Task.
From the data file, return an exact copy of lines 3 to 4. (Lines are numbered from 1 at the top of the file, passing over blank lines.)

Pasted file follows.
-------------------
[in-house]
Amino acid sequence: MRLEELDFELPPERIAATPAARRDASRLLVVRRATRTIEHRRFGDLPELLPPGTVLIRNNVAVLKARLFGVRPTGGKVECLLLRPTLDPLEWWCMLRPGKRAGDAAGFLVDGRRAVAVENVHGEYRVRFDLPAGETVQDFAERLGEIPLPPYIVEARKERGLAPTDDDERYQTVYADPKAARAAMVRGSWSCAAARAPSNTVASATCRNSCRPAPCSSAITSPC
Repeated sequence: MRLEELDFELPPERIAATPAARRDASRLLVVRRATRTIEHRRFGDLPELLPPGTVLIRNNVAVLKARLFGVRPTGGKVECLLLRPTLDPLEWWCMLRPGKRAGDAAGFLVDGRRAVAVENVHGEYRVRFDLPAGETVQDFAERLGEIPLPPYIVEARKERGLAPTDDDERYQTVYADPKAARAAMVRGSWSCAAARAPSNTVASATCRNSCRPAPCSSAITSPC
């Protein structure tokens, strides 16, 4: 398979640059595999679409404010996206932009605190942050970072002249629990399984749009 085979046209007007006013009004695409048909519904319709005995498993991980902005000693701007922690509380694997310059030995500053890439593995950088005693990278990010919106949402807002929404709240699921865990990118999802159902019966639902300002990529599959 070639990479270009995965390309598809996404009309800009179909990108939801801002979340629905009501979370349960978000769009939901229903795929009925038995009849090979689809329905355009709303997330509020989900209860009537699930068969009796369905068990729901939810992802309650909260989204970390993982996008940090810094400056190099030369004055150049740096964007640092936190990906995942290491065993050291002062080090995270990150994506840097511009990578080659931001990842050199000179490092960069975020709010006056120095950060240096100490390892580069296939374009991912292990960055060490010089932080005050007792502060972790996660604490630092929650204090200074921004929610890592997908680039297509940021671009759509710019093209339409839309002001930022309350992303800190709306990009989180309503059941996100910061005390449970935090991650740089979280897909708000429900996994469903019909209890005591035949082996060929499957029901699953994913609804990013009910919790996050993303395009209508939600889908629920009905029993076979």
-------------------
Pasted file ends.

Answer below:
Repeated sequence: MRLEELDFELPPERIAATPAARRDASRLLVVRRATRTIEHRRFGDLPELLPPGTVLIRNNVAVLKARLFGVRPTGGKVECLLLRPTLDPLEWWCMLRPGKRAGDAAGFLVDGRRAVAVENVHGEYRVRFDLPAGETVQDFAERLGEIPLPPYIVEARKERGLAPTDDDERYQTVYADPKAARAAMVRGSWSCAAARAPSNTVASATCRNSCRPAPCSSAITSPC
């Protein structure tokens, strides 16, 4: 398979640059595999679409404010996206932009605190942050970072002249629990399984749009 085979046209007007006013009004695409048909519904319709005995498993991980902005000693701007922690509380694997310059030995500053890439593995950088005693990278990010919106949402807002929404709240699921865990990118999802159902019966639902300002990529599959 070639990479270009995965390309598809996404009309800009179909990108939801801002979340629905009501979370349960978000769009939901229903795929009925038995009849090979689809329905355009709303997330509020989900209860009537699930068969009796369905068990729901939810992802309650909260989204970390993982996008940090810094400056190099030369004055150049740096964007640092936190990906995942290491065993050291002062080090995270990150994506840097511009990578080659931001990842050199000179490092960069975020709010006056120095950060240096100490390892580069296939374009991912292990960055060490010089932080005050007792502060972790996660604490630092929650204090200074921004929610890592997908680039297509940021671009759509710019093209339409839309002001930022309350992303800190709306990009989180309503059941996100910061005390449970935090991650740089979280897909708000429900996994469903019909209890005591035949082996060929499957029901699953994913609804990013009910919790996050993303395009209508939600889908629920009905029993076979």